A man whose heart had stopped beating woke up just as surgeons were about to remove his organs for donation, it was disclosed yesterday.
Doctors in Paris earlier this year called in transplant surgeons after failing to resuscitate a 45-year old man believed to have suffered a massive heart attack in the French capital. According to a report by the Paris university hospital’s ethics committee–seen by Le Monde newspaper–doctors continued providing a heart massage for an hour and a half while they waited for the surgeons to arrive.
When the surgeons began operating on the man to remove his organs, he began to breathe, his pupils became responsive and he reacted to a pain test.
As soon as I read that I thought this could materially impact the ethics of non heart beating cadaver donor protocols that start procuring organs five minutes after cardiac arrest. I am not alone:
In particular, the case is likely to ignite public debate over so-called controlled non-heart-beating organ donation (NHBOD)–retrieving organs when the heart stops, which has only been legal in France since last year. Before then a patient had to be declared brain dead before transplant could occur. NHBOD is legal in the UK.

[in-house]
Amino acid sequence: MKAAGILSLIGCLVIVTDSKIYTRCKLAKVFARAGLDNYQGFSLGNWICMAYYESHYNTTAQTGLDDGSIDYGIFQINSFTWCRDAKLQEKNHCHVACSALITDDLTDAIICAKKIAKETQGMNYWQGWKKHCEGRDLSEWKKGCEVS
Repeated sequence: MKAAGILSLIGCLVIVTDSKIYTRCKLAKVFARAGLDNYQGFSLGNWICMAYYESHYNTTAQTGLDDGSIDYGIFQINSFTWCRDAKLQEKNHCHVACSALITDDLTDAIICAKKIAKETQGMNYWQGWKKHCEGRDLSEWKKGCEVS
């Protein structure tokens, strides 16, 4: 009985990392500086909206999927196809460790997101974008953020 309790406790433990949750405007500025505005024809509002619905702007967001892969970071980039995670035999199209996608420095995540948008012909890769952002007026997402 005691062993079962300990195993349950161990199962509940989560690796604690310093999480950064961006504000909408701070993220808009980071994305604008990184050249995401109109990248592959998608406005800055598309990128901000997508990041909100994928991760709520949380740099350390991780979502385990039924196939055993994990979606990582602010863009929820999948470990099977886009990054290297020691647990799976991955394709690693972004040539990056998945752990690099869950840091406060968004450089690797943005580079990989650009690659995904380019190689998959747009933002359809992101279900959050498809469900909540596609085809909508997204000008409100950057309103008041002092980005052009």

“All specialised medical literature on the subjects allows one to conclude that a person who has suffered cardiac arrest and has had proper heart massage for over 30 minutes is, for all purposes, brain dead,” said Professor Alain Tenaillon, in charge of organ transplants at France’s biomedical agency. “But one must acknowledge that exceptions do exist…there are no hard and fast rules on best practice,” he told Le Monde.
I am not sure what the answer is. But it seems to me that the public’s confidence in organ donation requires that this matter be looked at closely, as well as trying to determine if there are other such cases.